Given this impasse, a route to resolving the slots issue, one way or the other, is the method being pursued by Kentucky Governor Steve Beshear, which is to campaign to replace the Republican majority in the Senate. As an incumbent governor from the Democratic Party, who rode into office on the promise of expanded gambling, Mr. Beshear has the right and obligation to do so.  However, he has been criticized by some prominent members of his own party for weak and ineffectual leadership, most notably for failing to make expanded gambling the top priority in the first legislative session after his election.

Another avenue is more expedient in that Republicans control the Senate now. Republican senators can simply decide to revert to the bedrock Republican principle of trusting their constitutents to choose what is best. This is perfectly consistent with the Republican preference for, say, freeing people to decide how to spend their own money, via tax cuts, instead of maintaining higher tax rates and leaving it to politicians and bureaucrats to allocate.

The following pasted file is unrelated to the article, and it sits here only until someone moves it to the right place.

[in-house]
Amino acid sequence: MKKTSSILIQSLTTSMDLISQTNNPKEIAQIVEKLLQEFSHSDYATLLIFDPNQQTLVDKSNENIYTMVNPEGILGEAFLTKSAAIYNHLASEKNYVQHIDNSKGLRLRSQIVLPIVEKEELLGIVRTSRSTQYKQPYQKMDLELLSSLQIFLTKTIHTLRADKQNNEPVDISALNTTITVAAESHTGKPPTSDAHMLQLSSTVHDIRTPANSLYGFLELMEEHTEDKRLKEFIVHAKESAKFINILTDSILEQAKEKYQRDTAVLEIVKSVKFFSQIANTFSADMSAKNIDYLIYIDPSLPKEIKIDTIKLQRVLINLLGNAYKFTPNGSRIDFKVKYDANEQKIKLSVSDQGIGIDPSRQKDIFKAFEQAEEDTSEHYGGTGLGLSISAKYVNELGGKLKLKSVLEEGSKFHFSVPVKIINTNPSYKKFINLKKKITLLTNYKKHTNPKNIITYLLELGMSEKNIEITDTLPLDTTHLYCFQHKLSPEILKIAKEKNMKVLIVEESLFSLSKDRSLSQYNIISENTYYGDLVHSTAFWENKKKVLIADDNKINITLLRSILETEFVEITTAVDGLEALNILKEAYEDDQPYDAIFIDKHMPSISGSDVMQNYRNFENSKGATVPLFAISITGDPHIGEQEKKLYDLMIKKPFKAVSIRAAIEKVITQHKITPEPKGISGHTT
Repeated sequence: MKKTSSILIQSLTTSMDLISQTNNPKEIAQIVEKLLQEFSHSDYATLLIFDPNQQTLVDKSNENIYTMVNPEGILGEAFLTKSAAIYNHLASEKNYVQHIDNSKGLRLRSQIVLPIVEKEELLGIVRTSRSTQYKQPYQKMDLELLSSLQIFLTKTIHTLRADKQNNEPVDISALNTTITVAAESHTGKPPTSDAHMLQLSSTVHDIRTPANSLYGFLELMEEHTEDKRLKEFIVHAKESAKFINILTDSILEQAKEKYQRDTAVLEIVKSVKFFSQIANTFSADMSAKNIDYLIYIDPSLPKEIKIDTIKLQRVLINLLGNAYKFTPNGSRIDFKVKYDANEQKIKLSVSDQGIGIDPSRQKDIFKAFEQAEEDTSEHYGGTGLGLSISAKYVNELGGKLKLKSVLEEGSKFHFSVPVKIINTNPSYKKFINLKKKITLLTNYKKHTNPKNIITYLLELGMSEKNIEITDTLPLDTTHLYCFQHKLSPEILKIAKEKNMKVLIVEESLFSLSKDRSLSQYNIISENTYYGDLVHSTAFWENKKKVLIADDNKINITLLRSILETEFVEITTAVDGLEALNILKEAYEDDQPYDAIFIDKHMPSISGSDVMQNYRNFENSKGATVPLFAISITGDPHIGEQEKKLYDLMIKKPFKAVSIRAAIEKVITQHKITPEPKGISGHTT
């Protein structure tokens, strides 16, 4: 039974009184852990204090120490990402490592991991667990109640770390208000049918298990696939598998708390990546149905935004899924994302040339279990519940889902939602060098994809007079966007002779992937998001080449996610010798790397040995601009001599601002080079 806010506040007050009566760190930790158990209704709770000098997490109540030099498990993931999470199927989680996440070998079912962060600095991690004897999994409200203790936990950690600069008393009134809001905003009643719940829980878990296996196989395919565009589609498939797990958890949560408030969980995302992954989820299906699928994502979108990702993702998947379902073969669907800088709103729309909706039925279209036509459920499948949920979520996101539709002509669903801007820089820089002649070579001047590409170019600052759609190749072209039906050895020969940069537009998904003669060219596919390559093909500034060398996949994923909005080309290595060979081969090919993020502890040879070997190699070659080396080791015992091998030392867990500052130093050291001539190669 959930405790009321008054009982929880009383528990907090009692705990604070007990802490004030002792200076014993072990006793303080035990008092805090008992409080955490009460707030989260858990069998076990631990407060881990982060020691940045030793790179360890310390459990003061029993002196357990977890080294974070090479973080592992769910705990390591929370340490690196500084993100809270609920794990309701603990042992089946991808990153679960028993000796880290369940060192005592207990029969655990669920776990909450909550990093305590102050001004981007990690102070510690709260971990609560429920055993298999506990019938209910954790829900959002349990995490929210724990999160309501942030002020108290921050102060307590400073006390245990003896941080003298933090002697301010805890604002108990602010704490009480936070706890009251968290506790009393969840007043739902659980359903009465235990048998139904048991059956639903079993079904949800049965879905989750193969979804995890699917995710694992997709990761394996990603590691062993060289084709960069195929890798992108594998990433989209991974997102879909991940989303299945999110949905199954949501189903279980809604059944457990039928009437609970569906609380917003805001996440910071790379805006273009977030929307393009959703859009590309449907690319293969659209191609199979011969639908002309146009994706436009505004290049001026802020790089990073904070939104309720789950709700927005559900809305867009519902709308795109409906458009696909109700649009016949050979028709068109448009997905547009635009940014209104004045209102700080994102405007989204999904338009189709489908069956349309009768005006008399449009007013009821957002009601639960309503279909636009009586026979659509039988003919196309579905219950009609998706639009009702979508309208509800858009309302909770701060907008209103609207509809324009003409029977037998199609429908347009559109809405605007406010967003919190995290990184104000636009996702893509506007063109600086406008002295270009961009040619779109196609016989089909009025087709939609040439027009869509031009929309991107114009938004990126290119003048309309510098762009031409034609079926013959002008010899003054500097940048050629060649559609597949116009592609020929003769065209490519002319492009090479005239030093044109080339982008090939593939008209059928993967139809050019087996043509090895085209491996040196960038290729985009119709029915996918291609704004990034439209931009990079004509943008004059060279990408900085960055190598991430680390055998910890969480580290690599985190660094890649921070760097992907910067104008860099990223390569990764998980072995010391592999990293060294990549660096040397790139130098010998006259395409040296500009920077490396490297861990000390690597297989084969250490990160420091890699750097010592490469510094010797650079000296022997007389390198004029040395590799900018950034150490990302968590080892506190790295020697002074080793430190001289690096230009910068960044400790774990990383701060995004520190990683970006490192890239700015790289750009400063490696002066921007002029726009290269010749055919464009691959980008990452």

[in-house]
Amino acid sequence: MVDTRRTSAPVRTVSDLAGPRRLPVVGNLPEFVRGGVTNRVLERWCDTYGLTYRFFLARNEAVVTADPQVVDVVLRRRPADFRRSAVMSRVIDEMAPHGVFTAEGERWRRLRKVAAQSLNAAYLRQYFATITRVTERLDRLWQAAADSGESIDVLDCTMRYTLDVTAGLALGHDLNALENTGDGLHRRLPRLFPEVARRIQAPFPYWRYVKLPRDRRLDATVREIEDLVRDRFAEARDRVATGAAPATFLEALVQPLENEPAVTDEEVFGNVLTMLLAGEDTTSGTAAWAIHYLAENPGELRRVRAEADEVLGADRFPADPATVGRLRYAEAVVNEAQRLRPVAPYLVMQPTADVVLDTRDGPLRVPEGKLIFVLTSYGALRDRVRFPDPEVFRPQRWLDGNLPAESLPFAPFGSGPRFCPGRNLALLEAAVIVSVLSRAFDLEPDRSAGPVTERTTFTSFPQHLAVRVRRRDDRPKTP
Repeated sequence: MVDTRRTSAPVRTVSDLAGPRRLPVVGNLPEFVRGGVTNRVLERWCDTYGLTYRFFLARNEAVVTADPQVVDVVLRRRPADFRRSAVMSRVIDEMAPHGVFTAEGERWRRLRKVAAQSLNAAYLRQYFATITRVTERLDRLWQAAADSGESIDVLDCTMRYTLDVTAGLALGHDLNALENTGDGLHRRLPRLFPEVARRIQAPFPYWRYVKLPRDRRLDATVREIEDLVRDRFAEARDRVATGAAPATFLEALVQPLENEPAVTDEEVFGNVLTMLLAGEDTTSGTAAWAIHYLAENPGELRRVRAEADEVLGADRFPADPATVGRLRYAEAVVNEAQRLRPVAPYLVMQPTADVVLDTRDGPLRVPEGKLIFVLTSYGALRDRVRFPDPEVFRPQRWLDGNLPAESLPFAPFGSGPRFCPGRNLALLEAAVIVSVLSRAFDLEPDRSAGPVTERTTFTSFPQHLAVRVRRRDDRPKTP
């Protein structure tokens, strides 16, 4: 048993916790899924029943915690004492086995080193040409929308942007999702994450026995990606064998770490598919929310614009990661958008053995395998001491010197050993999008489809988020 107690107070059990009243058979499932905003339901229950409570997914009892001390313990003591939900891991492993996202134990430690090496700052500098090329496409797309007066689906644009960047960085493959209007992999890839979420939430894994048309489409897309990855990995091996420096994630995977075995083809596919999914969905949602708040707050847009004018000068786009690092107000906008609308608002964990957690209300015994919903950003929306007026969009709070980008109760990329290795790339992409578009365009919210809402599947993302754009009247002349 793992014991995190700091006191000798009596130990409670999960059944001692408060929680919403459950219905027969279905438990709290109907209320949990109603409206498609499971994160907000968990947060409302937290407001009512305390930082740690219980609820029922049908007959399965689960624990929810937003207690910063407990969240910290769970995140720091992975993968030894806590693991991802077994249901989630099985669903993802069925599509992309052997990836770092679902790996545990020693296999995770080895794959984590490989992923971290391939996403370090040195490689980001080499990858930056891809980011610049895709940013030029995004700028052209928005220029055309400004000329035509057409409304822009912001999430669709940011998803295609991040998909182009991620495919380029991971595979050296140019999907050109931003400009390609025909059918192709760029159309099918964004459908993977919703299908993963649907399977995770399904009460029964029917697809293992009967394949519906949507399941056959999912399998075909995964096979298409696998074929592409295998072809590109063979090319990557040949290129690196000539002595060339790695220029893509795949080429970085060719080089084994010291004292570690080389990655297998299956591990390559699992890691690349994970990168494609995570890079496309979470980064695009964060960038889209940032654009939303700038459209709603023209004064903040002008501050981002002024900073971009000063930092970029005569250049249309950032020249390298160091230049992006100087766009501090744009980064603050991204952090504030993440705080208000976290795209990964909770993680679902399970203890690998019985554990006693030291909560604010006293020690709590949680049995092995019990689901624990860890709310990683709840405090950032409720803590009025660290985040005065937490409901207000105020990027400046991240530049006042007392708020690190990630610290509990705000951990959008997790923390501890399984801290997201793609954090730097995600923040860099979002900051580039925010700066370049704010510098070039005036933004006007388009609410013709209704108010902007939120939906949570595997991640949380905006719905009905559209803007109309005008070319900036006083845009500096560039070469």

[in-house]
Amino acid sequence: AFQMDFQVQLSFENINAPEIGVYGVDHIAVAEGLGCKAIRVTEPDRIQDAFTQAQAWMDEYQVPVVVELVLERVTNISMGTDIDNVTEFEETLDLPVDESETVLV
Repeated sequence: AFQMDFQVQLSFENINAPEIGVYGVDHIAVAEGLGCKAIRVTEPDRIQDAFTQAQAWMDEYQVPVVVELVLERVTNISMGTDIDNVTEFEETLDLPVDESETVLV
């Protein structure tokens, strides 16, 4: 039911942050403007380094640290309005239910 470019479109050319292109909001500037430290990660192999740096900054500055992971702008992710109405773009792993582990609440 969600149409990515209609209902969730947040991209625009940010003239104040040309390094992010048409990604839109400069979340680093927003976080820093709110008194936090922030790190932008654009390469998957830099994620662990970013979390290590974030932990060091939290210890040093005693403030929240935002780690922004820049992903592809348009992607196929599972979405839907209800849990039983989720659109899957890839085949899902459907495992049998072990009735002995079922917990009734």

A Republican senator in Kentucky, including Mr. Williams, can take the position that, while he or she may be personally opposed to slot machines being legalized, the majority opinion of Kentucky voters shall prevail. In other words, “I find gambling to be repugnant, or inadvisable policy, but I hold sacrosanct the prerogative of the citizenry to make such an important decision.”

What is needed to solve the slots issue in Kentucky is not a revolt of Republican senators, but rather, a coming home to the principles that embody the party of Lincoln, Theodore Roosevelt, Eisenhower, and Reagan. Republican senators should matter-of-factly tell Senator Williams that it is no longer acceptable—in fact, it is anathema—to go on substituting his judgment for that of Kentucky voters about what is right for the Commonwealth…even if he ultimately is shown to be correct in some of his views.